2020 heralded the era of remote working, with companies empowering their employees to work in their homes. Cloud usage skyrocketed, and as Microsoft's CEO said, "We've seen two years' worth of digital transformation in two months."
The world's appetite for cloud services has increased but now, more than 18 months since the beginning of the pandemic, organizations are assessing their cloud spend and trying to better understand the IT investments that were made under pressure. This is a huge challenge in and of itself, with the added complexity of embracing hybrid work.
A recent survey from Snow Software polled 400 IT leaders to determine the current state of hybrid work and technologies and found that more than 92% were moving or had already moved to a hybrid work mode. This statistic isn't surprising as many companies — most recently LinkedIn and Amazon — have pushed back their return to office dates due to the Delta variant or adopted a permanent hybrid work approach rather than a full return to office.
While most IT leaders have moved or are already moving to hybrid work, only 34% indicated that the shift to hybrid work is the IT team's primary focus for the next 12 months. Most leaders noted that reducing/optimizing IT costs (55%) and enabling competitive differentiation through IT initiatives (57%) are their main priorities.
This begs the question — if hybrid work is top of mind for organizations, why is it not a top focus for IT leaders?
Hybrid vs Remote Work: the Difference is Complexity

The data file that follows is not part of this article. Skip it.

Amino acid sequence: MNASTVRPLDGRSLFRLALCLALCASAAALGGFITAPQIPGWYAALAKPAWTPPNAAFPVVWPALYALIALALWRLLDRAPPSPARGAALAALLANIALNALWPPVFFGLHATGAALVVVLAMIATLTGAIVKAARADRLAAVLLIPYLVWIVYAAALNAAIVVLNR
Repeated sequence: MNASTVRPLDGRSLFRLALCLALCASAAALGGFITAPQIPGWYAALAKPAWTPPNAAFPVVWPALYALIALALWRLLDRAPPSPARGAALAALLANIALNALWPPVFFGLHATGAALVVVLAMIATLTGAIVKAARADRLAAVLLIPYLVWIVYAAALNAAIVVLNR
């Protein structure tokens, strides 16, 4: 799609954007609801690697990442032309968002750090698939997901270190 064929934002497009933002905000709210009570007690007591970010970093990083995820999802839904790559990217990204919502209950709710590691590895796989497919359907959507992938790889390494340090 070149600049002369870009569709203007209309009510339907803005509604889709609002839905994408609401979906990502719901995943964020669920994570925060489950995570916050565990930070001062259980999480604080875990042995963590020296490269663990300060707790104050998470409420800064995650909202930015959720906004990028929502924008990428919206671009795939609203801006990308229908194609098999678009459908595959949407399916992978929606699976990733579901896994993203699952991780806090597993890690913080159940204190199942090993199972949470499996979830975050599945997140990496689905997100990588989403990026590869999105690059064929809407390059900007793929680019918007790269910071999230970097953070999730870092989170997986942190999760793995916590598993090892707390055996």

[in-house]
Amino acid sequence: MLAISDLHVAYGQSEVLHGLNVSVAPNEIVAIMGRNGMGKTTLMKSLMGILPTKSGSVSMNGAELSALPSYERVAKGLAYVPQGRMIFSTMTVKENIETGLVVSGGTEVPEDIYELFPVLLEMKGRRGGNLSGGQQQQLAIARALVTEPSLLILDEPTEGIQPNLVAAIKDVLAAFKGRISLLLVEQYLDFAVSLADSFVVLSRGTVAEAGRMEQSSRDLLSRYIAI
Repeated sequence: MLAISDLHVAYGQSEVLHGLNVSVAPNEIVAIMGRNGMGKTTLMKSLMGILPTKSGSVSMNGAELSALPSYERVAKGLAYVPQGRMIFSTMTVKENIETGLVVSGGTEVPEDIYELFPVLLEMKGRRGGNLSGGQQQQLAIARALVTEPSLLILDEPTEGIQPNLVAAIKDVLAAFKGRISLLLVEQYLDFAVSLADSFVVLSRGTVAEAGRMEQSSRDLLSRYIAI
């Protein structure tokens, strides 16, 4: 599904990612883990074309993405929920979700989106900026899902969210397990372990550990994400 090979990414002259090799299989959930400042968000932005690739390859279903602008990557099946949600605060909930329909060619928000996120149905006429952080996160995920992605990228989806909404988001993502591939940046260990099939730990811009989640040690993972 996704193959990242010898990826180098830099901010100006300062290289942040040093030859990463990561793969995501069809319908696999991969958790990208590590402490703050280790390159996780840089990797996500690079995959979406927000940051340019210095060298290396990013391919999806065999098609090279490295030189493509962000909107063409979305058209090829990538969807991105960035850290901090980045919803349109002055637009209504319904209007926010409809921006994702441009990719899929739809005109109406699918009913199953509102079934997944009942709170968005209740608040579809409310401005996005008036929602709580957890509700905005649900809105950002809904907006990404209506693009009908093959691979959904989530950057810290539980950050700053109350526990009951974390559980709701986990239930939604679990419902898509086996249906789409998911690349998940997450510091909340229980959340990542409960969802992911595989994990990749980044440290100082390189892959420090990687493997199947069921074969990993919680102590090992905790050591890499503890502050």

Firstly, it is important to recognize that remote and hybrid work bring their own set of complexities. While they have similarities — both bringing the challenges of managing application sprawl, shadow IT and managing costs — they are not the same.
Hybrid work involves managing requirements for both a remote and a physical environment. A hybrid work model must adjust to the ebb and flow of employees who may pivot back and forth, creating a similar technology experience regardless of location. Troubleshooting network constraints at company headquarters while also solving connectivity issues for an employee at home are the reality of hybrid work. For remote-only work, the variables stay largely the same.
Every organization has its own unique needs, and as we saw in the survey, many IT leaders are still dealing with some lingering effects of 2020 decisions. But hybrid is an increasing priority, and the majority of IT leaders are optimistic about the future of hybrid work, with 57% saying they were excited and 44% indicating it was a move in the right direction.
SaaS Sprawl is (and Will Likely Remain) Concerning
According to the survey undertaken by Snow, IT leaders believe the most challenging aspects of supporting or transitioning to hybrid work are controlling costs (18%) and reining in unseen application use (16%). Most organizations surveyed are running hundreds or thousands of SaaS applications across their network, and 73% of IT leaders indicated that this is an increase over the last 12 months. With SaaS continuing to gain importance, it's no wonder that one of the biggest challenges for SaaS is controlling sprawl. Discovering unmanaged SaaS applications remains a priority and will likely be a priority for many years to come.